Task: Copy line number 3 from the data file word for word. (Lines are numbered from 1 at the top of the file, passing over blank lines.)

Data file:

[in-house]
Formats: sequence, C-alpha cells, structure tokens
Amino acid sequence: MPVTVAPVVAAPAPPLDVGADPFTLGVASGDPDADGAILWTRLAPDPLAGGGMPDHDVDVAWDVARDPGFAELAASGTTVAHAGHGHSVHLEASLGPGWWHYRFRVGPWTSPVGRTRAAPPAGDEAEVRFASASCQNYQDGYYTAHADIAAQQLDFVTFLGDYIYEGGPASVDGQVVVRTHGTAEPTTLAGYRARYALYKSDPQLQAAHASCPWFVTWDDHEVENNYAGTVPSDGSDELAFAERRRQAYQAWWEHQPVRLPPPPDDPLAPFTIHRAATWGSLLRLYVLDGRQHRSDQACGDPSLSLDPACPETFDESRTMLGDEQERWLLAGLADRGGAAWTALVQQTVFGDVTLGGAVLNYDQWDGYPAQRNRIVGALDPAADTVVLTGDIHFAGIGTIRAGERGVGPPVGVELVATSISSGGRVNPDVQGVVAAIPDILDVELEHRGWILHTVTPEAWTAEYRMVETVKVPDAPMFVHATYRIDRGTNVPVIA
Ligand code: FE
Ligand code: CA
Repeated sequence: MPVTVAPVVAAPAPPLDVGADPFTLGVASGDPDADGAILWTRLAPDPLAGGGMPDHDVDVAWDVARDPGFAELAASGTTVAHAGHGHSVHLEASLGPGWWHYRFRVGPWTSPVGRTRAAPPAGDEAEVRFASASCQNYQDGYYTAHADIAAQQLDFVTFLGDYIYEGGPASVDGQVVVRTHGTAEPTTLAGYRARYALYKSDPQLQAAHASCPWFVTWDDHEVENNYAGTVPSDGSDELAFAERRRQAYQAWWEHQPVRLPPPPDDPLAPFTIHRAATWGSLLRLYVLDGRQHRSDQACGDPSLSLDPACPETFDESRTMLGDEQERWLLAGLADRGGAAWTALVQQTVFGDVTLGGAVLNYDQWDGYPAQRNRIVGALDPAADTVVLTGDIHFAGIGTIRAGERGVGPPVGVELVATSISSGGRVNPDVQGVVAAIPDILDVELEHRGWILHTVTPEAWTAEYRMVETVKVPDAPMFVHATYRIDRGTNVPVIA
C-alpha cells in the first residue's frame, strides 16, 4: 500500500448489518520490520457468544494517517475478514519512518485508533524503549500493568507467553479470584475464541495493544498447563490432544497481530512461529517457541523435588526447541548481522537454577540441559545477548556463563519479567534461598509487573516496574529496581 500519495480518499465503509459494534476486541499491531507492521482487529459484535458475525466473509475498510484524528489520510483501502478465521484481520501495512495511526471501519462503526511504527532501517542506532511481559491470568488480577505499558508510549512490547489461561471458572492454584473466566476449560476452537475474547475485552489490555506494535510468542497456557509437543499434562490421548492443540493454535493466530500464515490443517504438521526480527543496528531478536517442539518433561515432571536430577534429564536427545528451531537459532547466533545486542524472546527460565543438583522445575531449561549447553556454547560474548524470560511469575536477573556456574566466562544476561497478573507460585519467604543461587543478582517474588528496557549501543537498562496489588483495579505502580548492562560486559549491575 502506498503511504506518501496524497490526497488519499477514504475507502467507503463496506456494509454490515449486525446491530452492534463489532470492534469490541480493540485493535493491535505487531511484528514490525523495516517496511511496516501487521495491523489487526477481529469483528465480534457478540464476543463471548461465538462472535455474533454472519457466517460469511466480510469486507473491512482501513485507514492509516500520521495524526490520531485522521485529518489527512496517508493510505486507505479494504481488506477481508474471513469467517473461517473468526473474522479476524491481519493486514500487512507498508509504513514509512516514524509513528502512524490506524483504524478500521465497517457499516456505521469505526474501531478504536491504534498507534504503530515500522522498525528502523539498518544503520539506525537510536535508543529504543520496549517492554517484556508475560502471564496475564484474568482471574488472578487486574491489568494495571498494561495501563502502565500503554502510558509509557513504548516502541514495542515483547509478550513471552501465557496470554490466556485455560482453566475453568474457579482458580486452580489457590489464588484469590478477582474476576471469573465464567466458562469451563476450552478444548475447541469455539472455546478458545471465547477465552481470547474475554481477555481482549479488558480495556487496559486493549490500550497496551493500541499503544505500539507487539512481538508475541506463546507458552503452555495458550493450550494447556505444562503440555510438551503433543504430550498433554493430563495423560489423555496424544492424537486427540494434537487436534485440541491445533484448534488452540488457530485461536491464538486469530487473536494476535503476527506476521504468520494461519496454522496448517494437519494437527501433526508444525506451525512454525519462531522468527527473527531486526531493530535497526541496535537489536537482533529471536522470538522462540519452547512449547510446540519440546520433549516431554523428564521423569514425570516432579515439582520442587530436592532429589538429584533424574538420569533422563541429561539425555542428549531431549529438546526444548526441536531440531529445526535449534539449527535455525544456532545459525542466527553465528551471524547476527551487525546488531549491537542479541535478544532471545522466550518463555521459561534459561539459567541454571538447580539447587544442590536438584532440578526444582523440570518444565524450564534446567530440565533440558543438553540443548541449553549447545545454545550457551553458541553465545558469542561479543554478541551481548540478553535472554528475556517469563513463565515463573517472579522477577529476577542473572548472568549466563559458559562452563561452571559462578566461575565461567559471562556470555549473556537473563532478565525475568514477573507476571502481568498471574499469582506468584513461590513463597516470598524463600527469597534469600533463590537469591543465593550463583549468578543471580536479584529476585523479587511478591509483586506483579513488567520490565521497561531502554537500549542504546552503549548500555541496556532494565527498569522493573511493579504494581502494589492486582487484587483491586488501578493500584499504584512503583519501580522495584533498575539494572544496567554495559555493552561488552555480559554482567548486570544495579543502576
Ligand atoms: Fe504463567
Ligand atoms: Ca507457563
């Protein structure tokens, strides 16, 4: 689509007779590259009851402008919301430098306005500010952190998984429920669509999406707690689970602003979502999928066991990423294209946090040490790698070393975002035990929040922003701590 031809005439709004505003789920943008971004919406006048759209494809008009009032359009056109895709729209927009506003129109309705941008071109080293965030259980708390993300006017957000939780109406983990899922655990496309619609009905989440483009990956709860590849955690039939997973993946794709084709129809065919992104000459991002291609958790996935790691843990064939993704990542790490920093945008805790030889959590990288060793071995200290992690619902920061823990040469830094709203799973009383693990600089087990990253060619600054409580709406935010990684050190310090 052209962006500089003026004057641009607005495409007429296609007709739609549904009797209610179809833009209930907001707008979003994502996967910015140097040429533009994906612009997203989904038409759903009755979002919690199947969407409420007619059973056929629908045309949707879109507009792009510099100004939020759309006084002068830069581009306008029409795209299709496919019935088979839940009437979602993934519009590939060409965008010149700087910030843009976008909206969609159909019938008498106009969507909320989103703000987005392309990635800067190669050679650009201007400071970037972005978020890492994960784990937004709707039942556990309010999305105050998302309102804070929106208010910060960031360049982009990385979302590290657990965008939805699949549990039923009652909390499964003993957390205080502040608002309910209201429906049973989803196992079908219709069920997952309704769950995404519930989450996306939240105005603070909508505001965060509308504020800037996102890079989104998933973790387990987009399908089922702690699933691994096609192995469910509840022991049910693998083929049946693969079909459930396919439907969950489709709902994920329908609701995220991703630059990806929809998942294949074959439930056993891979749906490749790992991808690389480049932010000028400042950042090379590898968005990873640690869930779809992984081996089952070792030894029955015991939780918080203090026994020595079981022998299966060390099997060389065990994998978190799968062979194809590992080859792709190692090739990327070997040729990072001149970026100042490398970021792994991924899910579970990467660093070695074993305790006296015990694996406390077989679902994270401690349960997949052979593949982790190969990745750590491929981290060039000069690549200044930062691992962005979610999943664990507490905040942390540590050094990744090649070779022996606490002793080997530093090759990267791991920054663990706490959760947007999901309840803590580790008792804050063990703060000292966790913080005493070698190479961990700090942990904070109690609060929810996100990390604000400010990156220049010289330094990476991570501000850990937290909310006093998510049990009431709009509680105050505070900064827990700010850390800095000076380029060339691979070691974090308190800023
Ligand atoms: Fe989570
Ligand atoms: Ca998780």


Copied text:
Amino acid sequence: MPVTVAPVVAAPAPPLDVGADPFTLGVASGDPDADGAILWTRLAPDPLAGGGMPDHDVDVAWDVARDPGFAELAASGTTVAHAGHGHSVHLEASLGPGWWHYRFRVGPWTSPVGRTRAAPPAGDEAEVRFASASCQNYQDGYYTAHADIAAQQLDFVTFLGDYIYEGGPASVDGQVVVRTHGTAEPTTLAGYRARYALYKSDPQLQAAHASCPWFVTWDDHEVENNYAGTVPSDGSDELAFAERRRQAYQAWWEHQPVRLPPPPDDPLAPFTIHRAATWGSLLRLYVLDGRQHRSDQACGDPSLSLDPACPETFDESRTMLGDEQERWLLAGLADRGGAAWTALVQQTVFGDVTLGGAVLNYDQWDGYPAQRNRIVGALDPAADTVVLTGDIHFAGIGTIRAGERGVGPPVGVELVATSISSGGRVNPDVQGVVAAIPDILDVELEHRGWILHTVTPEAWTAEYRMVETVKVPDAPMFVHATYRIDRGTNVPVIA